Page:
WEST AFRICN INSTITUTE FOR FINANCIAL AND ECONOMIC MANAGEMENT
REGIONAL WORKSHOP ON MONEY MARKET DEVELOPMENT AND TECHNIQUES OF SECURITIES TRADING-LAGOS, NIGERIA MARCH 4-14 2008
THE BOND MARKET IN GHANA-CHALLENGES FOR ITS DEVELOPMENT
A bond has been defined as a debt (loan) instrument which requires the issuer to repay the investor the amount borrowed with interest over a predetermined period of time.
Bonds can be callable, redeemable, convertible, extendable or retractable. They may have warrants attached to them as a sweetner. They may also be income generating or have zero coupons.
Bond investors are exposed to some or all of the following risks: interest rate, reinvestment, call, default, inflation, exchange rate, liquidity and volatility.
Bonds can be issued by the government at any level or by corporate entities, local or foreign, based on an indenture (contract) contained in an offer document. Bonds differ in terms of the issuer, principal, duration, maturity period and the coupon payable.
B. Some terms in the industry
Yield: a measure of returns on investment. There are different types of yield calculations like normal (coupon) yield, yield to maturity (internal rate of return set to a zero net present value (discounted cash flow of an investment). Duration: measure of the weighted average of cash flows from an investment. A zero coupon bond of n years has a maturity of n years. Coupon bonds have lower durations than stated maturities. Convexity: measure of the sensitivity of the duration of an asset to changes in interest rate. Immunization: a strategy of positioning a portfolio of investment such that a change in interest rates will not affect the value of the portfolio. Changes in value occurring in one part of the portfolio are offset by changes in other parts of the portfolio.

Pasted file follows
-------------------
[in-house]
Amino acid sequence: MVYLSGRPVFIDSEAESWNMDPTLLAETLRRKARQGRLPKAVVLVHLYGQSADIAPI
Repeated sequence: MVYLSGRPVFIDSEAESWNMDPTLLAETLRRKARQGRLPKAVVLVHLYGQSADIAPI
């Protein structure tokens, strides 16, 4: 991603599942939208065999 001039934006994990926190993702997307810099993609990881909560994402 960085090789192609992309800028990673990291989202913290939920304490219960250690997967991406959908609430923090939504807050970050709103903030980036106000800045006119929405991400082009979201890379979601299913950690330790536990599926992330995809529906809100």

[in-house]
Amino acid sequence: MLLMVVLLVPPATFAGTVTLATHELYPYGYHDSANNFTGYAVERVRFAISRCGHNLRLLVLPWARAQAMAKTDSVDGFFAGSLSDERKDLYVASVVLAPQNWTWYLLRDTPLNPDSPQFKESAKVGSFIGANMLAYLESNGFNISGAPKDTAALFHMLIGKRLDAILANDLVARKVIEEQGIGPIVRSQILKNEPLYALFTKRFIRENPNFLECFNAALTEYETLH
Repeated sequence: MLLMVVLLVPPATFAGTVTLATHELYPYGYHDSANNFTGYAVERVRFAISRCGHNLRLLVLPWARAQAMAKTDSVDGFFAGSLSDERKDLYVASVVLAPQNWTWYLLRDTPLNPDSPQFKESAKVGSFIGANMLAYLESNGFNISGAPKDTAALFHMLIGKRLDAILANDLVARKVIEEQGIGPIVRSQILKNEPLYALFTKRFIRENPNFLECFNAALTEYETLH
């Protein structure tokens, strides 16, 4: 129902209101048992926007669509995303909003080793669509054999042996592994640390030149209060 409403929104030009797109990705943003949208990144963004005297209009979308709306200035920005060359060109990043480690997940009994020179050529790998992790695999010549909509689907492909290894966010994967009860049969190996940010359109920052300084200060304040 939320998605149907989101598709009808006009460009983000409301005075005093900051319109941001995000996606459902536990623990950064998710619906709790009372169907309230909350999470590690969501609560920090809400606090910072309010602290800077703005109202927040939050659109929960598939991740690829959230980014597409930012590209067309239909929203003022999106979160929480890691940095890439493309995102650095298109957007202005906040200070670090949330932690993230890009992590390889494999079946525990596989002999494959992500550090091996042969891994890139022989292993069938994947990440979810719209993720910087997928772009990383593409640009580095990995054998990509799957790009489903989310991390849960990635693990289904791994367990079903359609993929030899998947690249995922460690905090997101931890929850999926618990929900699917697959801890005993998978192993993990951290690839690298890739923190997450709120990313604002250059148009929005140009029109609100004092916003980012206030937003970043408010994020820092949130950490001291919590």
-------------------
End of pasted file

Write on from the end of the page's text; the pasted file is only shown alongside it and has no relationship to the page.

C. The Ghanaian experience in the bond market
Prior to the late 1980s, the bond market in Ghana was unexciting. However recent activity of the bond market in Ghana has generated great excitement and revealed a great potential that is currently being exploited.
The Bank of Ghana (BoG), which is the central bank, has been issuing 2, 3 and 5year bonds for many years. In 1987, a bond was issued under the Financial Sector Adjustment Program (FINSAP) as part of the Non Performing Assets Recovery Trust (NPART), to remove non performing loans from distressed banks, and recapitalize or replace them with government of Ghana (GoG) bonds. This was aimed at helping such distressed banks to meet their capital adequacy requirement.
In 1994 GoG temporarily discontinued the issue of long-dated bonds in favor of 91 day and 182 day Treasury bills.
In 1990 a 26% 5year Ghana Stock Exchange (GSE) Commemorative Registered Bond was issued with a face value of ¢5billion. With a T’bill rate of 30% it took 3 years to place completely and only had a low turnover, even after the floatation of the interest rate to make it more attractive.
GoG also on-lent a 30year $8m IDA facility to the Home Finance Company (HFC) to support its mortgage activities. Commencing from 1996, HFC issued further bonds principally by shelf regulation. This has been the most significant corporate bond issue on the market from the 1990s. These HFC bonds were sweetened by being dollar-indexed.
GoG issued the Government of Ghana Index-Linked Bond (GGILB) on 7th September 2001 with secondary trading commencing on 28th December 2001. This is a three year inflation indexed bond with interest payable at Consumer Price Index (CPI) plus 6%. The objective of the issue was to restructure GoG’s domestic debt which ran at 8.5% of Gross Domestic Product (GDP) in 2000. It therefore converted the existing domestic debt stock from short to medium term duration. This brought immediate relief from short term debt servicing. It also brought a relief in the reduction of interest payments as inflation reduced considerably over the period of issue.
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